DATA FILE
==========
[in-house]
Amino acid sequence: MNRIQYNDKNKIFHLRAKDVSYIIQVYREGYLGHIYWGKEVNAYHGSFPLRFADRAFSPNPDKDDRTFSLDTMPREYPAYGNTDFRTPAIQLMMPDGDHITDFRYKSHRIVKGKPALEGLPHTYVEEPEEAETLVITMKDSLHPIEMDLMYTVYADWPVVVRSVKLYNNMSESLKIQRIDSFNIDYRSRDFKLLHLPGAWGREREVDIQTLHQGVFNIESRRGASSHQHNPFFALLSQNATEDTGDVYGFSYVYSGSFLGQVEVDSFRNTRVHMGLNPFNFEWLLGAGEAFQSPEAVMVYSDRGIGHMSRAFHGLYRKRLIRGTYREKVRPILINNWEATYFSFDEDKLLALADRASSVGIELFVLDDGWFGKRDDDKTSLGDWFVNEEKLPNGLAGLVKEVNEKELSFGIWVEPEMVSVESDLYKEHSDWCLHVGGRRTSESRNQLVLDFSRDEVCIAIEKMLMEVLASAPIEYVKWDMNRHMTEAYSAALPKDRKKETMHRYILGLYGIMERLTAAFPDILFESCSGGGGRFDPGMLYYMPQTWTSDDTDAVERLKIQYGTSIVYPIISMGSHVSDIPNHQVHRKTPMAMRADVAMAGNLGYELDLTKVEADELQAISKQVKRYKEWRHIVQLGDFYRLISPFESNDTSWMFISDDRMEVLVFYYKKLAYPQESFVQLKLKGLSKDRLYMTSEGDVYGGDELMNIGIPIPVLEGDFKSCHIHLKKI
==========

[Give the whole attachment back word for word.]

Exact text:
[in-house]
Amino acid sequence: MNRIQYNDKNKIFHLRAKDVSYIIQVYREGYLGHIYWGKEVNAYHGSFPLRFADRAFSPNPDKDDRTFSLDTMPREYPAYGNTDFRTPAIQLMMPDGDHITDFRYKSHRIVKGKPALEGLPHTYVEEPEEAETLVITMKDSLHPIEMDLMYTVYADWPVVVRSVKLYNNMSESLKIQRIDSFNIDYRSRDFKLLHLPGAWGREREVDIQTLHQGVFNIESRRGASSHQHNPFFALLSQNATEDTGDVYGFSYVYSGSFLGQVEVDSFRNTRVHMGLNPFNFEWLLGAGEAFQSPEAVMVYSDRGIGHMSRAFHGLYRKRLIRGTYREKVRPILINNWEATYFSFDEDKLLALADRASSVGIELFVLDDGWFGKRDDDKTSLGDWFVNEEKLPNGLAGLVKEVNEKELSFGIWVEPEMVSVESDLYKEHSDWCLHVGGRRTSESRNQLVLDFSRDEVCIAIEKMLMEVLASAPIEYVKWDMNRHMTEAYSAALPKDRKKETMHRYILGLYGIMERLTAAFPDILFESCSGGGGRFDPGMLYYMPQTWTSDDTDAVERLKIQYGTSIVYPIISMGSHVSDIPNHQVHRKTPMAMRADVAMAGNLGYELDLTKVEADELQAISKQVKRYKEWRHIVQLGDFYRLISPFESNDTSWMFISDDRMEVLVFYYKKLAYPQESFVQLKLKGLSKDRLYMTSEGDVYGGDELMNIGIPIPVLEGDFKSCHIHLKKI